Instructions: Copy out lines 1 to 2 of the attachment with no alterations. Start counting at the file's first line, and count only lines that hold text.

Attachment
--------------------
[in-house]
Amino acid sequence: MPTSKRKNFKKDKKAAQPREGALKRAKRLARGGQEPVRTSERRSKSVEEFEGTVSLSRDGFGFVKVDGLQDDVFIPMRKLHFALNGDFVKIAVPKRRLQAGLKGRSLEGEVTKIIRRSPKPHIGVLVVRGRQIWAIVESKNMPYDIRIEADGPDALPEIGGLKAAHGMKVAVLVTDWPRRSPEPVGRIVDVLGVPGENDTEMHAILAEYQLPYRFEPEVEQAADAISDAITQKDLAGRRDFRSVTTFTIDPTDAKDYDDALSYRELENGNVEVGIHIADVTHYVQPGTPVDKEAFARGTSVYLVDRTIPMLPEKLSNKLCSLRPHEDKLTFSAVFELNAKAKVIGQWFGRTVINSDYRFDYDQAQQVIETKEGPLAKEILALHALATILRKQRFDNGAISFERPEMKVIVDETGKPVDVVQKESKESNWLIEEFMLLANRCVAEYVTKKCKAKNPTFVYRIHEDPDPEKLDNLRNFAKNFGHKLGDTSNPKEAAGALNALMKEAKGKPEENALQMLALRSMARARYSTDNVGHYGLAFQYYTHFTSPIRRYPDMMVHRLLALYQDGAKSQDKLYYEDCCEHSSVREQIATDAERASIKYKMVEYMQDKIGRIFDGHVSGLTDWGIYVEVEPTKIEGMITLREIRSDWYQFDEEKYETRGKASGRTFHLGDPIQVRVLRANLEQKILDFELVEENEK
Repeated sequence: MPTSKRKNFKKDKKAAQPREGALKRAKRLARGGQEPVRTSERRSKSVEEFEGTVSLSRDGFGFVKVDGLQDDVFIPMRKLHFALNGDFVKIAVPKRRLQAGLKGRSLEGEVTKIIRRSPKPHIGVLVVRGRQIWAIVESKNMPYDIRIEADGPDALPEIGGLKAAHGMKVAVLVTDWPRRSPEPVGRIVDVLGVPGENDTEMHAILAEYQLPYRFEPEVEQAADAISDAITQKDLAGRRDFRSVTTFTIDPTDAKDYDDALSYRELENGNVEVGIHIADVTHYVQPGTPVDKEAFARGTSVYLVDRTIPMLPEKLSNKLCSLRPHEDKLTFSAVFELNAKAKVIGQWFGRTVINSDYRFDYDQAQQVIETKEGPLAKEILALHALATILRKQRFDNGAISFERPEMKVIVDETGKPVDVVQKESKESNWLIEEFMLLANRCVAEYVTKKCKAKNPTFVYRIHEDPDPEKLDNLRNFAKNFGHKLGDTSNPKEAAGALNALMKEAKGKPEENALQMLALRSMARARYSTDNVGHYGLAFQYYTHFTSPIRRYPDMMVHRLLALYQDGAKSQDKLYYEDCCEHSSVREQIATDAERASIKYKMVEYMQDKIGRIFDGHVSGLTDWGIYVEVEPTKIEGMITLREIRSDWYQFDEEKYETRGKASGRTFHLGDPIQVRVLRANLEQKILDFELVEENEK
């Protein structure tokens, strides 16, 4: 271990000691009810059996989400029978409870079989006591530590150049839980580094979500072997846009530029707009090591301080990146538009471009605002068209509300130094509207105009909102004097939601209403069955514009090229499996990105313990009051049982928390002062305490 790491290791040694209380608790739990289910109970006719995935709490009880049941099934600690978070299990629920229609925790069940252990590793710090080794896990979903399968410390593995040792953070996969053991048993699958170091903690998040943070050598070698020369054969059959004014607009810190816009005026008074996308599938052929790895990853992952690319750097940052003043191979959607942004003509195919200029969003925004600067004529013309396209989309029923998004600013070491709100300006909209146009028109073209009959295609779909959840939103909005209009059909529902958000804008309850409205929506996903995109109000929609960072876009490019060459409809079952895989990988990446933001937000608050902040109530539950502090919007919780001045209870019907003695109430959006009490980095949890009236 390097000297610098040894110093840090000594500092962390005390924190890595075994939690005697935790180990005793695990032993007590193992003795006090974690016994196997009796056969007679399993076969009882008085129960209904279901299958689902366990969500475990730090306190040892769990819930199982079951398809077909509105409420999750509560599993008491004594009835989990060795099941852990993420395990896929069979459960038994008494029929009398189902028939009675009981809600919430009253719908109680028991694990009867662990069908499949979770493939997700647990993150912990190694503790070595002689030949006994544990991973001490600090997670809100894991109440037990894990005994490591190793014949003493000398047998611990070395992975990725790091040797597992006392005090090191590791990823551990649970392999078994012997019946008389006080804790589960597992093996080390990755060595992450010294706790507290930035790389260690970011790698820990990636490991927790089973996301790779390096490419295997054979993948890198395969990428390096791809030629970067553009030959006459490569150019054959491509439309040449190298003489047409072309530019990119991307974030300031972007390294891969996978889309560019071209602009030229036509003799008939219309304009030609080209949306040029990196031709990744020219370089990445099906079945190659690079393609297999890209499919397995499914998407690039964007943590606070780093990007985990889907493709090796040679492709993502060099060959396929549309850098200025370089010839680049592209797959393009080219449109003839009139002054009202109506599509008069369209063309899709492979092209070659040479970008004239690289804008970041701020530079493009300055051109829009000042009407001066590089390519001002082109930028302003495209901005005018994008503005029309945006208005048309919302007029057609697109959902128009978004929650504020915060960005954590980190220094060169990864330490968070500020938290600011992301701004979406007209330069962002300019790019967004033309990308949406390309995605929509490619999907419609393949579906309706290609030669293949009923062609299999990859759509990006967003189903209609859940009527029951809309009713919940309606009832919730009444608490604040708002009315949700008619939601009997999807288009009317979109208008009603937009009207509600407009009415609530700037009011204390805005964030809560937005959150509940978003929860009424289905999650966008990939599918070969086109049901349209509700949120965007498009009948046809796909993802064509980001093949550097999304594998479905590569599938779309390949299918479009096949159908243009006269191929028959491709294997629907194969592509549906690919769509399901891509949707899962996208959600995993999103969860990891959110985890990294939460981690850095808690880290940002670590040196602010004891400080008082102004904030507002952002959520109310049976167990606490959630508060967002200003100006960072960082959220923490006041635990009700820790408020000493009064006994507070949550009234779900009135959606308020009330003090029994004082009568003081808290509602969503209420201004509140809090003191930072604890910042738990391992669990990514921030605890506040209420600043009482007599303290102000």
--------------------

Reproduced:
[in-house]
Amino acid sequence: MPTSKRKNFKKDKKAAQPREGALKRAKRLARGGQEPVRTSERRSKSVEEFEGTVSLSRDGFGFVKVDGLQDDVFIPMRKLHFALNGDFVKIAVPKRRLQAGLKGRSLEGEVTKIIRRSPKPHIGVLVVRGRQIWAIVESKNMPYDIRIEADGPDALPEIGGLKAAHGMKVAVLVTDWPRRSPEPVGRIVDVLGVPGENDTEMHAILAEYQLPYRFEPEVEQAADAISDAITQKDLAGRRDFRSVTTFTIDPTDAKDYDDALSYRELENGNVEVGIHIADVTHYVQPGTPVDKEAFARGTSVYLVDRTIPMLPEKLSNKLCSLRPHEDKLTFSAVFELNAKAKVIGQWFGRTVINSDYRFDYDQAQQVIETKEGPLAKEILALHALATILRKQRFDNGAISFERPEMKVIVDETGKPVDVVQKESKESNWLIEEFMLLANRCVAEYVTKKCKAKNPTFVYRIHEDPDPEKLDNLRNFAKNFGHKLGDTSNPKEAAGALNALMKEAKGKPEENALQMLALRSMARARYSTDNVGHYGLAFQYYTHFTSPIRRYPDMMVHRLLALYQDGAKSQDKLYYEDCCEHSSVREQIATDAERASIKYKMVEYMQDKIGRIFDGHVSGLTDWGIYVEVEPTKIEGMITLREIRSDWYQFDEEKYETRGKASGRTFHLGDPIQVRVLRANLEQKILDFELVEENEK